Please Kill Me,
No one ever said that being a creative was easy. In addition to the perils and obligatory fortitude, there’s always another realm of obstacle and/or contemplation. It can take many forms, depending on who you are and to what extent you’re affected by the onslaught of stimuli. Some call it the ‘daily grind.’ For those of us lucky enough to create for a living, the art becomes the daily grind. Both situations arrive with their own set of issues and responses.
Unless you were somehow fortunate enough to stumble upon a big bag of money (or into a questionable benefactor), most of us are resigned to figuring out a sort of balance. A lot of us wind up creating around the ‘daily grind.’ The vast majority allow it to dissipate their personal goals. But let’s talk about what happens before that grand decision.
Some like to get their work done early, others late, others still—whenever they happen upon the spare time. I don’t think that time, routine or erratic, matters as much as the drive to get something done. In either instance, we must deal with distractions.
Ultimately, we have to redefine what the ‘distractions’ are. We must learn to redefine ourselves through the prism of our non-negotiable pursuits. It’s a reality that I never really digested until I had to. Ignorance is bliss until it starts to weigh you down.
Personally, I’ve had to endure a fair share of sacrifice in exchange for my current “walking on egg-shells” position. I feel guilty about committing to hobbies that aren’t supplementary. I see time as a perpetually melting block of ice—dripping away until the final drop ends my existence with gaseous glee. I don’t like to waste dissolving minutes. I don’t enjoy much and I look forward to even less.
I pressed on, noticing the joyous (if masturbatory) aspects of my life be whittled down to a bare minimum. Despite my active participation and fastidious persistence, I was changing. Pursuing a mastery of my craft has changed me. It could change anyone, large or small, rich or poor, old-Yoda or Baby-Yoda (Why we haven’t started calling him “Boda” yet is beyond me).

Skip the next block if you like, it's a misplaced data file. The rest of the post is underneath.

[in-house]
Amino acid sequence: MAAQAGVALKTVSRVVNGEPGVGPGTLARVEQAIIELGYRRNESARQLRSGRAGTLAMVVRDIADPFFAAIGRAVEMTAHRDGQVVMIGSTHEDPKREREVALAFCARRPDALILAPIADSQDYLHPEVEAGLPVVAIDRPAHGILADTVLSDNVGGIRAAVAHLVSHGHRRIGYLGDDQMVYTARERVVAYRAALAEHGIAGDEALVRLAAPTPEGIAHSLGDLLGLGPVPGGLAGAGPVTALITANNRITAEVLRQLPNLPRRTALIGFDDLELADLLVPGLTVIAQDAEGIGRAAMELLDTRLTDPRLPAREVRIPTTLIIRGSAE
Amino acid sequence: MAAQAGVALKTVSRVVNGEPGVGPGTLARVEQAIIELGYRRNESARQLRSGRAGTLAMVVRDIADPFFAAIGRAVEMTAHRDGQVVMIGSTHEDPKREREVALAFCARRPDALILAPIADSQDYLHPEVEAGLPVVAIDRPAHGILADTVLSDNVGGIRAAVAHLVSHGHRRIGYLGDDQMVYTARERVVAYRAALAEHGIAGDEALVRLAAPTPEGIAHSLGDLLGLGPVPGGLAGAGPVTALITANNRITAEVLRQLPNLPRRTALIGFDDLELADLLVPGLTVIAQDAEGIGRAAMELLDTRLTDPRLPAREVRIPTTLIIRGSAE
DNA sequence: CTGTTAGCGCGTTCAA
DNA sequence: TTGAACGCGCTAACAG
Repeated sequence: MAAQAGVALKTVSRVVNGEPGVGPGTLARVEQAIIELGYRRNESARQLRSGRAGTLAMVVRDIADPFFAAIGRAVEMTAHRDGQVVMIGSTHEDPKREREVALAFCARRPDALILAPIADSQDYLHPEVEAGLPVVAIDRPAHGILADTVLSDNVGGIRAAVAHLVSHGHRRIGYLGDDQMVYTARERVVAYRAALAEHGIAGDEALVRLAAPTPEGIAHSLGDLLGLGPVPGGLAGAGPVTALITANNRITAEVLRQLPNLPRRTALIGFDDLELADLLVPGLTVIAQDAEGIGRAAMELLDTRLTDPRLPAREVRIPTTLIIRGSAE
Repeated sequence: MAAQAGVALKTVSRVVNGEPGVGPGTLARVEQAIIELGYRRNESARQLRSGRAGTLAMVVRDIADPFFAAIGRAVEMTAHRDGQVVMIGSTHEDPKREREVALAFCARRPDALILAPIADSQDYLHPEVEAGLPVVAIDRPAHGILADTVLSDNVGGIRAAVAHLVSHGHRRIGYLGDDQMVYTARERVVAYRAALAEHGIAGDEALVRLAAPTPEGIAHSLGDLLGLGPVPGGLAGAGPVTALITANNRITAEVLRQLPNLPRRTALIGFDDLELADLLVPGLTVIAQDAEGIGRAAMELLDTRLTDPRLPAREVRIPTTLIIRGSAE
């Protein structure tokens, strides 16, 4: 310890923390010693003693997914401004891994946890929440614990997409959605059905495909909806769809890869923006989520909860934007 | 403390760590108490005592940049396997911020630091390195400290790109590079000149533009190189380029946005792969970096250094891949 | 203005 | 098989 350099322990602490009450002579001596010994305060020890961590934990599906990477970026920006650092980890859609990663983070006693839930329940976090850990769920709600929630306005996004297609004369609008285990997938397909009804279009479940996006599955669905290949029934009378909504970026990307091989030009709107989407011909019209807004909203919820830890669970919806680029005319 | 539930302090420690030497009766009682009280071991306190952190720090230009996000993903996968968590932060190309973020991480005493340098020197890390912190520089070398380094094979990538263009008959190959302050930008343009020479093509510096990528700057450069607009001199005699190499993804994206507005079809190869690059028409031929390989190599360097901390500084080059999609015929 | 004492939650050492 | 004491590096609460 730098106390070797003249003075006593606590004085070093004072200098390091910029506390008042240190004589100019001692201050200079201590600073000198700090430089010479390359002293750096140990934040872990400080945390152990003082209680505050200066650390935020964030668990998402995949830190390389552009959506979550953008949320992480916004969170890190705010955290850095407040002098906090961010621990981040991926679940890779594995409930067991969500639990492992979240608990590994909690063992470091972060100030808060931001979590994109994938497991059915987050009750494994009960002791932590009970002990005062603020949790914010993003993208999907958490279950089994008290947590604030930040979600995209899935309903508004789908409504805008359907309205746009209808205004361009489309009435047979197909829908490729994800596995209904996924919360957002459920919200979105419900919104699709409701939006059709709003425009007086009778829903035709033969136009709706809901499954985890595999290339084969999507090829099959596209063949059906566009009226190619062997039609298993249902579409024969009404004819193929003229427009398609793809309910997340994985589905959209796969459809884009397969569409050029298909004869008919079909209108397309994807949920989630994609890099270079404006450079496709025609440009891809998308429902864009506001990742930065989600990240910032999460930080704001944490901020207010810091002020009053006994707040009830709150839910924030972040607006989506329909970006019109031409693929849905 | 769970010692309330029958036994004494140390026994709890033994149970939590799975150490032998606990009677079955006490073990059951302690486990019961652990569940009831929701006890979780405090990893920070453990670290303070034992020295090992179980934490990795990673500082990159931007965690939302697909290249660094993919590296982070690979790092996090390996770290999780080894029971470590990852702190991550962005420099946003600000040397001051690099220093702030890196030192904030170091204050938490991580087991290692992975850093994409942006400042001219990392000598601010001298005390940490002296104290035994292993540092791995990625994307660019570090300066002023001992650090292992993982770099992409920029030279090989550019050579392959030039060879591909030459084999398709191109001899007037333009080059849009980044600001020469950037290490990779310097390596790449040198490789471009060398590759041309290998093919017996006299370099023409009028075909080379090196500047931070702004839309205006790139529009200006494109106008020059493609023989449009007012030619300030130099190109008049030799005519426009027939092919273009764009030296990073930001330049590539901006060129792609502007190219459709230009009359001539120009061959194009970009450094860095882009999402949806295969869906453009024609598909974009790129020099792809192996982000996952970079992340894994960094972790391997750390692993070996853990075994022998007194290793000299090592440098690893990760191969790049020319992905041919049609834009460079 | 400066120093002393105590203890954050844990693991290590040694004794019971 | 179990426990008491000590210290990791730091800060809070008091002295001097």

Now, don’t get me wrong, I don’t think it’s necessary to allow creativity to consume anyone so completely. This is just where I am and it felt like a good time to assess it. The fear, of course, is that I’m not sure what I’m changing into.
“Dragon-Writer: Eater of Souls”
Prior to anything going even slightly how I wanted, I had a picture of myself as an adult. The visions always possessed minuscule differences but the basis was always the same: married, kids, house, stable employment (that probably sounds familiar to some you). What I realized in reflection was that this apparent “goal” was set independent of my writing career—the cornerstone of everything I’ve evolved into. Therefore, that aim was inconsistent with reality.
Now, I’m left with a choice. I can continue to chase this presently impossible end. Or, I can adjust my idea of happiness and success (functional adult life) so that it falls in line with my idea of meaning (not-so functional creative contribution). Herein lies the difficulty. How do we alter the finish line when the idea has always propelled motivation? How do we negotiate what we want with what we thought we wanted and what we have? How do we evolve without devolving in other ways?
In chasing my dream, I’ve actively annihilated a version of myself. In doing so, I’ve also permanently affected the path that will lead me to that final drop of life. However, that final drop is coming whether or not I’m ready. Since I don’t know where I’m heading, maybe it’s best to interrogate my former path. Where did I make a wrong turn? This type of thought is an attempt at self-correction.
The mistake, I believe, was being so arrogant, as to think that I could committedly seek change and acquire it without having to adjust my view and hopes for the future. Again, I’m not saying that this is right or even unavoidable. For me, however, it’s all been necessary. Maybe it was just an experience that I needed to get to this moment. To write this post.
I’d been brandishing the weapon of creativity for so long that I didn’t realize my target had changed. In fact, I barely recognize the weapon I’m holding. So, what now?
In the end, all that my ignorance accomplished was the deterioration of negotiations between my professional aspiration and personal development as a human being. I’ve unintentionally created a form of chronic dissonance.
My mistake was taking what was for something that always would be. Hoping to change my mold and forgetting what that evolution entails, what it fosters, and how it would inevitably re-fit itself around my new shape.
I got what I wanted. Maybe that’s what makes it so hard to accept.
I don’t know what to want next. I have this.
Until Next Time,